import org.springframework.data.redis.listener.RedisMessageListenerContainer;
import org.springframework.data.redis.listener.adapter.MessageListenerAdapter;
import org.springframework.data.redis.serializer.Jackson2JsonRedisSerializer;
import com.asbnotebook.apiagent.StudentConsumer;
import com.asbnotebook.dto.Student;
@Configuration
public class RedisListenerConfig {
	@Value("${redis.student.topic}")
	private String studentTopic;
	@Bean
	public RedisMessageListenerContainer listenerContainer(MessageListenerAdapter listenerAdapter,
			RedisConnectionFactory connectionFactory) {
		RedisMessageListenerContainer container = new RedisMessageListenerContainer();
		container.setConnectionFactory(connectionFactory);
		container.addMessageListener(listenerAdapter, new PatternTopic(studentTopic));
		return container;
	}
	@Bean
	public MessageListenerAdapter listenerAdapter(StudentConsumer consumer) {
		MessageListenerAdapter messageListenerAdapter = new MessageListenerAdapter(consumer);
		messageListenerAdapter.setSerializer(new Jackson2JsonRedisSerializer<>(Student.class));
		return messageListenerAdapter;
	}
	@Bean
	RedisTemplate<String, Student> redisTemplate(RedisConnectionFactory connectionFactory,
			Jackson2JsonRedisSerializer<Student> serializer) {
		RedisTemplate<String, Student> redisTemplate = new RedisTemplate<>();
		redisTemplate.setConnectionFactory(connectionFactory);
		redisTemplate.setDefaultSerializer(serializer);
		redisTemplate.afterPropertiesSet();
		return redisTemplate;
	}
	@Bean
	public Jackson2JsonRedisSerializer<Student> jackson2JsonRedisSerializer() {
		return new Jackson2JsonRedisSerializer<>(Student.class);
	}
}

Important points to notice here are:

  • RedisMessageListenerContainer: The bean is helpful to configure the Redis topic that the consumer application should consume.
  • MessageListenerAdapter: This bean is configured with the custom Jackson2JsonRedisSerializer serializer. This class also expects us to define a handleMethod() that consumes the Redis message.
  • We also have created a custom Jackson2JsonRedisSerializer bean to support the student object. This bean configuration is similar to that of the producer application.
  • We have also created a custom RedisTemplate Bean.

Consuming the message from Redis

Create a StudentConsumer component class. This class will be our Redis consumer class.

By default, we have to create a method with the name handleMessage. This method will listen to the topics that are specified in the configuration.

Also, the method parameter should contain the object type that it consumes. In our example, the method accepts the Student object.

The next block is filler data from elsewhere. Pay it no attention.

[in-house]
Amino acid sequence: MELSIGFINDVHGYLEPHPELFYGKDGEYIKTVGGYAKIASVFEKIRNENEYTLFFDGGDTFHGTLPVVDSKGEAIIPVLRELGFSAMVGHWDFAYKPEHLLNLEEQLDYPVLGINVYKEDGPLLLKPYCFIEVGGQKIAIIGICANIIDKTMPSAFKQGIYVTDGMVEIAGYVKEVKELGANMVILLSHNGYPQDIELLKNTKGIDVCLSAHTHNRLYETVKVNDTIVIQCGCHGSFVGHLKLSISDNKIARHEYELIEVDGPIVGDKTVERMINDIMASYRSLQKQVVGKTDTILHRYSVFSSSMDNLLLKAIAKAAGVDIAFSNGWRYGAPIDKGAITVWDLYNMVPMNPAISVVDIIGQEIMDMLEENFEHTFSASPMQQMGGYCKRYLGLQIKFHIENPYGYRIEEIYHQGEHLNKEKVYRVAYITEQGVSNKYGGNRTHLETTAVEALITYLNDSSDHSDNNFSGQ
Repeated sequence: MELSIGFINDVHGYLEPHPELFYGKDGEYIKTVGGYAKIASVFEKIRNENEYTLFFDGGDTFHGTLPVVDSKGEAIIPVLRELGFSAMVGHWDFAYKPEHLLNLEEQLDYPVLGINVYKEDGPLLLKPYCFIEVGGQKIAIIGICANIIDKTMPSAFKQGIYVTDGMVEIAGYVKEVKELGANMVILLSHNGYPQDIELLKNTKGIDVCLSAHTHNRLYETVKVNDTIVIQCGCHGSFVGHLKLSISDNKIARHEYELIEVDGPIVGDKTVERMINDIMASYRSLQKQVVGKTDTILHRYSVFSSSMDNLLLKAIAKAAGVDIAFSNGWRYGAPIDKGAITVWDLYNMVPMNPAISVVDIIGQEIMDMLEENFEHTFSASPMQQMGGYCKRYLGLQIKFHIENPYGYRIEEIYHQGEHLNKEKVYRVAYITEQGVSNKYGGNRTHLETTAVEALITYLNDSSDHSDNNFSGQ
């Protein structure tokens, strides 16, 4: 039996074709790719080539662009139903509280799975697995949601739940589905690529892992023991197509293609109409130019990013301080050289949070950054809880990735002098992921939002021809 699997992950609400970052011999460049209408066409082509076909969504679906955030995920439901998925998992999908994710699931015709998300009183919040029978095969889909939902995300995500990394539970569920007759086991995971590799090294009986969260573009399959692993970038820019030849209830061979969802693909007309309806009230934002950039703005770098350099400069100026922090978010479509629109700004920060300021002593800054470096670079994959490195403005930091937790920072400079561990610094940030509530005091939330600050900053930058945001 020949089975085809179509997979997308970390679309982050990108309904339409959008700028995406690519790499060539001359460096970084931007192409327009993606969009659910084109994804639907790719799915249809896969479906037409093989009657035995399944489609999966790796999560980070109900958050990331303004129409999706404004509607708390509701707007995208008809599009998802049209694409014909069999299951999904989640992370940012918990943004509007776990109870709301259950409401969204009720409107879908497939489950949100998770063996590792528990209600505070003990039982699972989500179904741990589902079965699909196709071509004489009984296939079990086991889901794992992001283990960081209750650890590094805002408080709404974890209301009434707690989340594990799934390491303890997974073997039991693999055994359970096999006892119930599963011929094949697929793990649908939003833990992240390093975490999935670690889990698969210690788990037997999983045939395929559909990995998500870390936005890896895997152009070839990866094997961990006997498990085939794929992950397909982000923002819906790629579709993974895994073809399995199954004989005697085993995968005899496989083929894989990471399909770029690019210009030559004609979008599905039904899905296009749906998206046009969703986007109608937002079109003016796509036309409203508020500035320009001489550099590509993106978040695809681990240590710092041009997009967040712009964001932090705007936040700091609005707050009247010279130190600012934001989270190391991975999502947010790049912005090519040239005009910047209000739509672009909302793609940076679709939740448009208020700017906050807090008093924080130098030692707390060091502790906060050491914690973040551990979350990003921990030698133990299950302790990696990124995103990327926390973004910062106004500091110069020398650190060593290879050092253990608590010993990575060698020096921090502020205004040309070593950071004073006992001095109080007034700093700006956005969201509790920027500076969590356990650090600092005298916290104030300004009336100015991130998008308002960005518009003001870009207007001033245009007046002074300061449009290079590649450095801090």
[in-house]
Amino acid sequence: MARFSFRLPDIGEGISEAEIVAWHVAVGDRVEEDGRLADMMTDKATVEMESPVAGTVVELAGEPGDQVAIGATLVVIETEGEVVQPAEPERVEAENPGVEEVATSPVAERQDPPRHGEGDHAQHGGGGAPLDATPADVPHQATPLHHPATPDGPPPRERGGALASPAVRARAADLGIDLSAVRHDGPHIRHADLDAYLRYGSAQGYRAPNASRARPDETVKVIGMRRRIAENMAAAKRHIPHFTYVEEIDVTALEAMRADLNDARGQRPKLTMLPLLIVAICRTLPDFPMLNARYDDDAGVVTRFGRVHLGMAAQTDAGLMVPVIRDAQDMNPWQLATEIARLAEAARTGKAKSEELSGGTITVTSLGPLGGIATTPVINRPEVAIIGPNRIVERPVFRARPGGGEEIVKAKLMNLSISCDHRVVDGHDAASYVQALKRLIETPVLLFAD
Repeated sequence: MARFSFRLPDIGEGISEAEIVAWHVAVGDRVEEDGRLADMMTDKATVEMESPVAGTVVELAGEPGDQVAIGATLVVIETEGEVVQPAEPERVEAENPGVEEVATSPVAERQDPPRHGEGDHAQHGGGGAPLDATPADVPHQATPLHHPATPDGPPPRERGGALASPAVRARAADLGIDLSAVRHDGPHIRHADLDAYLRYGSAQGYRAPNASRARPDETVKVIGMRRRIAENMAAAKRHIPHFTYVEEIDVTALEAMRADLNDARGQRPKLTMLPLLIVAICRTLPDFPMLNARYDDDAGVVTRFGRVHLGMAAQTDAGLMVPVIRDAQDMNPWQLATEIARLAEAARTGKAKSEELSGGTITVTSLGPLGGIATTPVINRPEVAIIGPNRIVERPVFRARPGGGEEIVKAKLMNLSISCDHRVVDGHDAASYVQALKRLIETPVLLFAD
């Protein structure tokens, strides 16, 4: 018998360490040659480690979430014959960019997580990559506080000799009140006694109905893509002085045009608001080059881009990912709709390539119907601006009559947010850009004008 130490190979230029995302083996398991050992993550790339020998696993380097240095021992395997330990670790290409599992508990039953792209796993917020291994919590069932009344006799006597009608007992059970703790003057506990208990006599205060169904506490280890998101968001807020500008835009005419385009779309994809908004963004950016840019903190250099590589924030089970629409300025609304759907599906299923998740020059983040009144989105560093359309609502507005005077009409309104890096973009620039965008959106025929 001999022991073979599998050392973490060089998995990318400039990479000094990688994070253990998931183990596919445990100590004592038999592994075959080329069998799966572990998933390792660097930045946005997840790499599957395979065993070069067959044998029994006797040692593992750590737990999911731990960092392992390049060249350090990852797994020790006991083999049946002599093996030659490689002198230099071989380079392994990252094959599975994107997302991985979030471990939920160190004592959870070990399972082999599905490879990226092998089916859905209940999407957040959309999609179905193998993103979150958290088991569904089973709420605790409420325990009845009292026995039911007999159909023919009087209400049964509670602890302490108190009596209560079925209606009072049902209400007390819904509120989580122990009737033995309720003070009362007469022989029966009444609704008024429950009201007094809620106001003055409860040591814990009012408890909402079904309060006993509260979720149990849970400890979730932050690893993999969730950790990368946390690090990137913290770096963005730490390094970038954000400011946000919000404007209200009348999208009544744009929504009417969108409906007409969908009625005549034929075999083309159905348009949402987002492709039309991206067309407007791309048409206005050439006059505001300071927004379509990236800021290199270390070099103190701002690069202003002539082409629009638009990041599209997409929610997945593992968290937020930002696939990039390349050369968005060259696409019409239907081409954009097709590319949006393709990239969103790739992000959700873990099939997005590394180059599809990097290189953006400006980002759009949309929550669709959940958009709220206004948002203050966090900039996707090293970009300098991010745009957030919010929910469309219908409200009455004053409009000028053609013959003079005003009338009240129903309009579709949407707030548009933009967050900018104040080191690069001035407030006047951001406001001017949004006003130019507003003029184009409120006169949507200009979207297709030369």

package com.asbnotebook.apiagent;
import org.springframework.stereotype.Component;
import com.asbnotebook.dto.Student;
@Component
public class StudentConsumer {
	public void handleMessage(Student student) {
		System.out.println("Consumer> " + student);
	}
}

Adding the Redis consumer configuration properties

Add the below configuration properties to the application.properties file under the /src/main/resources/ folder.

The configuration file contains the Redis server host, port details, which are similar to that of the producer application.

The configured topic here is the topic name that is used by the producer application while publishing the message.

spring.redis.host=localhost
spring.redis.port=6379
redis.student.topic=studentTopic
server.port=8081

We have also updated the server port(8081) of the consumer application to avoid any conflict with the producer application.

Testing the application

Start the Spring Boot producer and consumer applications.

Send the student details by sending the proper JSON request to the /send-message POST endpoint.

Redis publisher spring boot

We can also observe that the message was sent successfully to the message broker.

Redis publisher example spring boot

We can also observe published messages to the studentTopic on the Redis server.

Redis publisher spring boot example

Finally, the consumer consumes the message and prints the student object as shown below.

Redis consumer spring boot

Conclusion

In this article, we learned how to use Redis messaging with Spring Boot.

We also learned how to create a publish/subscribe application by creating producer and consumer Spring Boot applications.

Finally, the example code is available on GitHub.